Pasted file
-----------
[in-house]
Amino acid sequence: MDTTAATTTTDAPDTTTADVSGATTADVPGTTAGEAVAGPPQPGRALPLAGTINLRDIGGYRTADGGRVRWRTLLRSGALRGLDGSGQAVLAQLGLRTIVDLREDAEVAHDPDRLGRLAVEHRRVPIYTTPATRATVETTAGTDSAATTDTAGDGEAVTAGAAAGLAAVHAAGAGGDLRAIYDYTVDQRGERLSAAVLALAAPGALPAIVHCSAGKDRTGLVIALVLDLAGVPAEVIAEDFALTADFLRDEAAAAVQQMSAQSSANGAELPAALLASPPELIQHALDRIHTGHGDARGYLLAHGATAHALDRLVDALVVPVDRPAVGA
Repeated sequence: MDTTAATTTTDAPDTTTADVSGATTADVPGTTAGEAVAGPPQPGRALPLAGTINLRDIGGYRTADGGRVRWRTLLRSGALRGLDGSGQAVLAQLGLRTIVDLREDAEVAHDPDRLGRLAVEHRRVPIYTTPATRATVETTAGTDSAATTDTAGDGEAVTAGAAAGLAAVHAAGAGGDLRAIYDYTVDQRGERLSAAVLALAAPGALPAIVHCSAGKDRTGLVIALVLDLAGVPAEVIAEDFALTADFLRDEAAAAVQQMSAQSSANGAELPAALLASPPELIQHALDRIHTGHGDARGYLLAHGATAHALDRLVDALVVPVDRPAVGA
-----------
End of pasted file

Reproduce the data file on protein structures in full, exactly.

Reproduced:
[in-house]
Amino acid sequence: MDTTAATTTTDAPDTTTADVSGATTADVPGTTAGEAVAGPPQPGRALPLAGTINLRDIGGYRTADGGRVRWRTLLRSGALRGLDGSGQAVLAQLGLRTIVDLREDAEVAHDPDRLGRLAVEHRRVPIYTTPATRATVETTAGTDSAATTDTAGDGEAVTAGAAAGLAAVHAAGAGGDLRAIYDYTVDQRGERLSAAVLALAAPGALPAIVHCSAGKDRTGLVIALVLDLAGVPAEVIAEDFALTADFLRDEAAAAVQQMSAQSSANGAELPAALLASPPELIQHALDRIHTGHGDARGYLLAHGATAHALDRLVDALVVPVDRPAVGA
Repeated sequence: MDTTAATTTTDAPDTTTADVSGATTADVPGTTAGEAVAGPPQPGRALPLAGTINLRDIGGYRTADGGRVRWRTLLRSGALRGLDGSGQAVLAQLGLRTIVDLREDAEVAHDPDRLGRLAVEHRRVPIYTTPATRATVETTAGTDSAATTDTAGDGEAVTAGAAAGLAAVHAAGAGGDLRAIYDYTVDQRGERLSAAVLALAAPGALPAIVHCSAGKDRTGLVIALVLDLAGVPAEVIAEDFALTADFLRDEAAAAVQQMSAQSSANGAELPAALLASPPELIQHALDRIHTGHGDARGYLLAHGATAHALDRLVDALVVPVDRPAVGA